HIGHER land and house prices typically lead to an increased supply of housing. Yet at the peak of Australia’s perennial housing affordability crisis, the Housing Industry Association declared that there would be a 13 per cent fall in housing starts this calendar year, compounding last year’s 18 per cent fall.
In light of massive rezonings in Victoria and improved planning bureaucracy in many states, this can only be seen as a warning that property insiders expect there to be a price crash.
The public face of the housing industry is quite different. So, what do property investors expect that the rest of the population does not?
Government spokesmen reflect assurances by bankers and their major category of customers – the real estate industry – that Australia’s economy is defying gravity. In reality, that is as impossible in economic life as it is in physical nature.
Property prices are defined by how much a bank will lend. Donald Trump claims that a man is worth what he can borrow. This usually depends on what a borrower can afford to pay, after meeting basic break-even needs (the cost of living, plus taxes). In the corporate sector, it means after-tax cash flow. So property prices are set by the banks, subject to the tax system.
The motto of real estate investors is that rent is for paying interest – and whatever the tax collector relinquishes is available to be capitalised into a bank loan as a flow of interest payments. The guiding idea is that affordability determines property prices. One example of how the tax system affects property prices is in its failure to distinguish land from capital improvements. Speculative withholding of prime locations from the market in an undeveloped or unsold state creates artificial scarcity. This raises prices.
Property speculators are able to afford this hoarding to the degree that the land’s potential site rent remains untaxed. Taxing the land would bring underutilised land and other property on to the market. It also would reduce the available free-lunch rent that is currently capitalised into bank loans to raise prices.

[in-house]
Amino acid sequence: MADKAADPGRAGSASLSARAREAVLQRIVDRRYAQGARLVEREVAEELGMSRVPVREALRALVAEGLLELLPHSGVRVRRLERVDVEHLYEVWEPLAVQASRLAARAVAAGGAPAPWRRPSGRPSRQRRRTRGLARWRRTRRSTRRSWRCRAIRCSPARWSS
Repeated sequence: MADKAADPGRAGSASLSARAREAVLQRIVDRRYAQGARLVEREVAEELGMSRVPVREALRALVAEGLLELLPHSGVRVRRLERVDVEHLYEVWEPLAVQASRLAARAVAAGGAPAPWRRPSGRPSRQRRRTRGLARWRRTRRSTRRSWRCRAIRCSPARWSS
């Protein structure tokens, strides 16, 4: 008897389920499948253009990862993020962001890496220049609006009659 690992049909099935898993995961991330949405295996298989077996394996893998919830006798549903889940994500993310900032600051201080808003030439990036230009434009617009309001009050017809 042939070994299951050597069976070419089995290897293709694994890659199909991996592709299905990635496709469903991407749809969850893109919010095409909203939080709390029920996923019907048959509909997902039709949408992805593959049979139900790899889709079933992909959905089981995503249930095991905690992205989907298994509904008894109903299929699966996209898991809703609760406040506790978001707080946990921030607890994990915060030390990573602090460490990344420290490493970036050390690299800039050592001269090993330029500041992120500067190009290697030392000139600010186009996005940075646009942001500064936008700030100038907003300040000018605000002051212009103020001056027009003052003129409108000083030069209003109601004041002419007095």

The myth is that higher property taxes increase the cost of housing and office space over time. The reality is that higher taxes would leave less site-rent to be pledged to banks – thereby reducing the financial cost of property ownership – while also enabling the government to shift the tax burden back off labour on to property, as used to be the case in Australia before the mid-1970s.
This explains why the financial lobby supports the real estate lobby in shaping public perceptions of the property market – along with government financial policy towards the finance, insurance and real estate sector.
Australia’s fiscal-financial system has become increasingly dysfunctional in giving tax preference to land-price ”capital” gains and hence property speculation rather than tangible capital formation. Instead of raising living standards by producing more, what passes as post-industrial ”wealth creation” takes the form of inflating asset prices on credit. The result is a bubble economy. And inasmuch as asset-price gains are fuelled by debt leveraging, wealth creation is more accurately viewed as debt creation.
The problem is that debts remain in place even as prices drop.
And they are dropping in response to the economy’s shrinking ability to pay, as more and more income is earmarked to pay debts run up in the past. This debt service is not available for spending on goods and services. The result is debt deflation. Lower spending on goods and services shrinks the domestic market (and also shrinks imports), leading to lower business profits and also lower business rentals. Lower rental income results in lower property prices – and at a point, property falls into negative equity: the mortgage debt exceeds the current market price that home owners or commercial investors can recover.
This is the end stage of debt-leveraged bubbles. In this respect it behoves Australians to look ahead. It seems that Australian property investors are also doing this. How else to explain the cutback in new building?
Michael Hudson is distinguished research professor at the University of Missouri.
Read Bryan Kavanagh’s feedback on some of the comments to this article on The Age website.